PB: Mobile/smartphone represent also a strong market driver for IR lighting source, can you give us your vision on such application?
Dr. JS: Many of the key technologies behind advancements in mobile devices, including smartphones, tablets and wearables, are based on the ubiquitous use of light. Display lighting and flash applications are only scratching the surface of possibilities, while developments in infrared and laser technologies are further enabling a variety of functions in a wide spectrum of markets. Gesture recognition, iris scan (Osram was first to market an infrared LED that enabled reliable iris scanners to be used in smartphones and other mobile devices in 2014) or face recognition are just a few examples of how infrared light can be used in mobile devices.
Biometrical user identification is making ways in mobile device security. Iris scanning and facial recognition are among the most reliable and secure biometric user identification methods. They are an alternative to complex password management for mobile device security, access control, and increasingly verification for payments and other financial transactions. Biometrics make use of human characteristics, such as specific structures within the iris, facial features or fingerprints. Sensors identify these characteristics and compare them with previously stored biometrical data. In order to function reliably in mobile devices, both iris scanning and facial recognition require specific infrared LEDs to illuminate the target area.
Osram Opto Semiconductors has been a leading supplier of optoelectronic components and solutions for nearly four decades. Our company has a proven record of successfully serving automotive, consumer and industrial markets. We are the perfect partner for the development of novel solutions for biometric identification. Osram Opto Semiconductors is complementing its comprehensive infrared technology portfolio with vertical-cavity surface-emitting laser (VCSEL) solutions to help customers and clients to profit from the benefits VCSEL technology offers in various applications fields and to choose the best suited solution for each application. VCSEL is a laser diode which radiates the light vertically to the surface of the semiconductor chip, as opposed to edge-emitting laser diodes, where the light exits at the edge of the chip. The decisive features of the surface emitter are the lower production costs compared to edge emitters and the superior beam quality but lower output power. As a surface mountable component, VCSEL combines the characteristics of a LED with those of a laser.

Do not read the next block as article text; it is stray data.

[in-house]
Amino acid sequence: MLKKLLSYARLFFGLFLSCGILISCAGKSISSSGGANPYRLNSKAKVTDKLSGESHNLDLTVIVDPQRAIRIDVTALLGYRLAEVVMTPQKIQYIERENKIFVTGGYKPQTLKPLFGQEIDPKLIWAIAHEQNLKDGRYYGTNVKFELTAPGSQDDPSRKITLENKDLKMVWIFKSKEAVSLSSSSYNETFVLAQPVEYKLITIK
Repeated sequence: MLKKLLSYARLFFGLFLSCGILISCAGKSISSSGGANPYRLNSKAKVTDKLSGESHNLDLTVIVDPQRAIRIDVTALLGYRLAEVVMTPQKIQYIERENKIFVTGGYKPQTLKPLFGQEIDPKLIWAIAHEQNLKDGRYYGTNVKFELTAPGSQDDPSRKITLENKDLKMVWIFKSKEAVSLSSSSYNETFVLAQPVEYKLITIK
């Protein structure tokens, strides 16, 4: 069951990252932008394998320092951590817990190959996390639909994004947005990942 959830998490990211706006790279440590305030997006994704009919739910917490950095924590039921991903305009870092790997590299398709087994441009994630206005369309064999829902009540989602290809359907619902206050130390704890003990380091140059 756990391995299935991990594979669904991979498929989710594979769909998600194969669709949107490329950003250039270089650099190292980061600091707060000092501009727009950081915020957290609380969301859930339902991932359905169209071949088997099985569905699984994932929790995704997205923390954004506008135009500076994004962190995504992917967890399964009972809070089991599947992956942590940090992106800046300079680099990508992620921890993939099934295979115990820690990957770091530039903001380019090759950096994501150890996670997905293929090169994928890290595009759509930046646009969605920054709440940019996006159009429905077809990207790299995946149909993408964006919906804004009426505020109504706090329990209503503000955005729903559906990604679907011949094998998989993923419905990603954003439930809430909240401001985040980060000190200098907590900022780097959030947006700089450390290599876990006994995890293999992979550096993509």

Osram has expanded its portfolio of infrared technology for safety-critical applications utilizing VCSELs with the acquisition of Vixar.
(Infrared light sources from OSRAM provide a bright and uniform illumination of the user’s face for facial recognition applications)
PB: Today, 3D sensing is limited to front side of smartphone applications for face recognition function. Will it extend to the rear of smartphone? What are the possible applications and challenges regarding the integration of such module?
Dr. JS: The backside is even expected to eventually be the larger market compared to the front side of mobile devices. Today mainly ToF (Time of Flight) is discussed for 3D scanning. Scanning of the environment, rooms (Augmented and Mixed Reality) will become more important. Also applications like face recognition or gesture recognition are discussed for the backside.
Head of Business Segment Emitter Laser Sensor (ELS), Dr. Joerg Strauss is heading the business segment Emitter Laser Sensor (ELS) at OSRAM Opto Semiconductors. In this function he is business responsible and in charge of marketing, product development and application engineering for all OS products beyond visible LED such as IR LED, IR VCSEL, visible and IR laser as well as sensor/ photo diode products. Prior to his current assignment, Joerg assumed various Senior Management positions at OSRAM in Business, R&D and Industrialization both in Germany and the US.
As part of the Photonics, Sensing & Display division at Yole Développement (Yole), Pierrick Boulay works as Market and Technology Analyst in the fields of LED, OLED and Lighting Systems to carry out technical, economic and marketing analysis. He has experience in both LED lighting (general lighting, automotive lighting…) and OLED lighting. In the past, he has mostly worked in R&D department for LED lighting applications. Pierrick holds a master degree in Electronics (ESEO – France).
IR LEDs and Laser Diodes – Technology, Applications, and Industry Trends
Application proliferation and technology diversity are reshaping the IR light source industry. – Get more
VCSELs – Technology, Industry and Market Trends
3D sensing – and more – in smartphones will drive the VCSEL market for the next five years. – Get more